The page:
Norfolk

Night driving ban criticised by crash death boy's mum

Billy Hines, Kyle Warren and Dominic O'Neill Image copyright Norfolk Police
Image caption Billy Hines (left), Kyle Warren (middle) and Dominic O'Neill (right) were killed after their car crashed into trees

A mother whose teenage son died in a car crash has criticised proposals to ban young drivers from roads at night.

Dominic O'Neill, 18, was killed alongside friends Kyle Warren and Billy Hines in April 2017.

His mother Davina said a curfew was "ridiculous" and "will not work", calling instead for tougher driving tests or restrictions on engine power.

The Department for Transport (DfT) said its plans would help young drivers to stay safe.

The three friends were killed when the car Kyle, 17, was driving crashed into trees in Pulham Market, Norfolk.

'Wake-up call'

An inquest heard he had been speeding at the time.

Cocaine and ecstasy were found in his system, though there was no evidence the drugs contributed to the crash.

Ms O'Neill said the trio's death had served as "a wake-up call" to their friends, who will mark what would have been Dominic's 21st birthday on Friday.

"They changed from young kids to adults overnight," she said.

"It was as if they all changed their driving habits. They all realised that life could end tomorrow."

The DfT has announced plans for a graduated licence system to restrict novice drivers in England, Scotland and Wales.

As well as not driving at night, it said the system could also feature a minimum learning period and a ban on driving with passengers under a certain age.

Image copyright Adam Kerry
Image caption Hundreds of people gathered to release lanterns in memory of Dominic O'Neill, Kyle Warren and Billy Hines days after they died

Ms O'Neill, 57, said measures to improve safety should focus on making young drivers ready for all conditions.

"If you are going to drive erratically, you'll do it day or night," she said.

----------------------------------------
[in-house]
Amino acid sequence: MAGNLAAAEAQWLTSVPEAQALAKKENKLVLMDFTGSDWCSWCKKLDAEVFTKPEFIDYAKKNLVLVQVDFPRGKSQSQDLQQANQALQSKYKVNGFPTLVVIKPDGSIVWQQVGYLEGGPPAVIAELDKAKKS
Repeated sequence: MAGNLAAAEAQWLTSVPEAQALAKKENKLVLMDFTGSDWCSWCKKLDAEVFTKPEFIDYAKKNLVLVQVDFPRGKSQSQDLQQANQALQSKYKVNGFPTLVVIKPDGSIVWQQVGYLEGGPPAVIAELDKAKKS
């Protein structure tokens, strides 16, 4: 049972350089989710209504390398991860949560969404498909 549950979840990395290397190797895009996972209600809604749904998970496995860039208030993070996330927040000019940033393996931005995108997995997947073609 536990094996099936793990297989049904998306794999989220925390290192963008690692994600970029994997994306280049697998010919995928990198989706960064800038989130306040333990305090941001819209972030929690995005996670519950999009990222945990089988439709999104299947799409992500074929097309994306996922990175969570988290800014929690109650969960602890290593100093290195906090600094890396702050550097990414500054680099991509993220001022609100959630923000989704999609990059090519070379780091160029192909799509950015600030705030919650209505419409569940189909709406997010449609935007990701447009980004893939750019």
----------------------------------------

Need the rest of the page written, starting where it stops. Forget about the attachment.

"They are young people, and putting them under curfew will not work.

"They can legally marry, they can buy a house, they can have children - and you are going to tell them that they can't go out after dark? It's ridiculous."

Image copyright Davina O'Neill
Image caption Davina O'Neill believes the new proposals will not make young drivers safer

Ensuring lessons focused specifically on driving in the dark, on motorways and difficult weather conditions would be more effective measures, she said.

She also criticised short intensive driving courses, which she said could result in young drivers "getting in a car for the first time on Monday, and being on the motorway on Saturday".

"A harder driving test would be beneficial to them, and I think it would put parents' minds at rest.

"I think that would save a lot more lives than banning night driving."

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Image caption Flowers and cards were left at the scene of the crash in Tivetshall Road, near Pulham Market

The DfT, which releases its Road Safety Action Plan on Friday, said it would research the implementation of the scheme before publishing further details next year.

Road safety charity Brake and the Royal Society for the Prevention of Accidents (RoSPA), welcomed the announcement.

But the AA warned any such scheme should be "properly researched and piloted" to avoid creating an "unnecessary burden".

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